A Problematic Website, Controlling School Board, and Accelerated Reader | Scales on Censorship

Pat Scales takes questions about Common Sense Media, who should select the novels taught in an English class, and more.

Many librarians and educators in my district recommend Common Sense Media (CSM) as a book review source. Can you provide updated guidance about why CSM is problematic for librarians and educators to use?
A core principle of librarianship is that professionals remain viewpoint-neutral in selection of materials and in patron services. I urge librarians to look closely at CSM’s mission and to note the prejudicial labels it places on books. For example, it states that “it makes sense to choose books that reflect the kinds of ideals you’d like your children to absorb.” Librarians serve all children and are not in the business of choosing books to satisfy a handful of parents. I’m especially troubled by this statement from CSM: “Many young skilled readers aren’t emotionally ready for some of the edgier stories in today’s chapter books, with tales of homelessness, alcoholic parents, relatives in jail, parental death, etc.” In fact, most children who aren’t “emotionally ready” for books that deal with these topics will simply reject them. That’s why libraries must provide books that satisfy all reading interests and needs.

There are many tools librarians can use to select books. Any website that focuses on “controversial” topics and rates books accordingly isn’t a professional tool. The age recommendations from CSM are often in conflict with those by most professional reviewers and practicing librarians and teachers. Also, most CSM reviewers don’t have a background in children’s literature or librarianship. The fact that a person is a parent or journalist doesn’t make them qualified to review children’s books. Librarians must stick to professional review journals where unbiased reviews are the focus.

The school board in my district wants to examine how high school teachers select books they teach. They proposed a committee of three English teachers to pick all novels taught.
It sounds like the English teachers in your school district have fallen victim to a school board that is embracing concerns about critical race theory and LGBTQIA+ books that have come under attack by politicians across the nation.

Politicians shouldn’t be in the business of book selection; nor should a committee of three teachers select the books to be taught in all English classrooms. English teachers may have various criteria for deciding which novels to teach, and they should be allowed to determine which books are best for their objectives. This should be stated on the syllabi they distribute at the beginning of the school year.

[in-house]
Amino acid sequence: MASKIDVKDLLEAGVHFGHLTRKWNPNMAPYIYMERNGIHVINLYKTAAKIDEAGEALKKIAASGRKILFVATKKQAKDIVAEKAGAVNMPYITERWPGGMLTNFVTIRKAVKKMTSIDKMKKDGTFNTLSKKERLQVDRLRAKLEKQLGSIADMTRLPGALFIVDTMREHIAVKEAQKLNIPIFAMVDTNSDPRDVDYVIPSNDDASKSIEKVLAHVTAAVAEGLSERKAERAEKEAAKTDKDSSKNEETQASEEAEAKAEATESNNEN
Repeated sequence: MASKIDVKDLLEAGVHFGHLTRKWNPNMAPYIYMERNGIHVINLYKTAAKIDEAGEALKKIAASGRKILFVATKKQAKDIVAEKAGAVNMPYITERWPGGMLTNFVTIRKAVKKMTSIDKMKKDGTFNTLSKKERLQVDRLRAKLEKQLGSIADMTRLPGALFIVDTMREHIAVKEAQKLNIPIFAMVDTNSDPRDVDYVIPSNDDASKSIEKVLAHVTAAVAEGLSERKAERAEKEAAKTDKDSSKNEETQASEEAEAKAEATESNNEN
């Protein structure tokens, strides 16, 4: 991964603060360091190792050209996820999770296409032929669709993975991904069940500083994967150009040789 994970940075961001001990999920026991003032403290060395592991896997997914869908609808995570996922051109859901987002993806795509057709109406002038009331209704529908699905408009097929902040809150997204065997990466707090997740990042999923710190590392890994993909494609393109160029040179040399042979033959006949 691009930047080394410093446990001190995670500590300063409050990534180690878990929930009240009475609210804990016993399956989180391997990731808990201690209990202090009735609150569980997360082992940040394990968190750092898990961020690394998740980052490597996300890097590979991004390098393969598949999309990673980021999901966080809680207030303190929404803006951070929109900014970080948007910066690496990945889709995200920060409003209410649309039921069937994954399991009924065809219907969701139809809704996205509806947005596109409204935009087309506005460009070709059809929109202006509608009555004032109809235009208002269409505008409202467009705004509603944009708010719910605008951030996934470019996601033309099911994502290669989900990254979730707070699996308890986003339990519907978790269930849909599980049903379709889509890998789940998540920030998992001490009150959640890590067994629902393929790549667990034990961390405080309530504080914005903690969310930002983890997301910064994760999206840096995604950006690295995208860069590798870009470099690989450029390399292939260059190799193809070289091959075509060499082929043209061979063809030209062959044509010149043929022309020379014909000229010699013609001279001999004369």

The English teachers should be incensed that the board doesn’t trust or respect them enough to select books. Now is the time for them to speak up. Some may fear repercussions if they protest, but they know the curriculum better than the board. Their voices need to be heard. Look for guidance from NCTE.


I’m a librarian in an elementary school in a relatively small district. Our new principal came from a district that uses ­Accelerated Reader (AR). He asked why we didn’t use it and wasn’t satisfied with my reasons. How would you answer?
Students shouldn’t be treated like they are on a production line. Some are naturally competitive, but many aren’t. Requiring them to take tests on every book they read kills the joy of reading. AR is misused in many schools and often becomes a restrictive tool. When this happens, a child’s right to read is violated. Reading shouldn’t be rewarded with points, cheap prizes, or pizza parties, but with another good book.

Point out the reader guidance practices in your ­library. Ask the principal to come in and observe student ­responses to book talks or a read-aloud session. Encourage him to watch as students explore the library to find books that interest them. Ask him to talk to students about their favorite books. The teaching of reading should be in the hands of teachers. Reader guidance must be in the hands of librarians and teachers. No computer program can substitute for human interaction.

Send questions to pscales@bellsouth.net.

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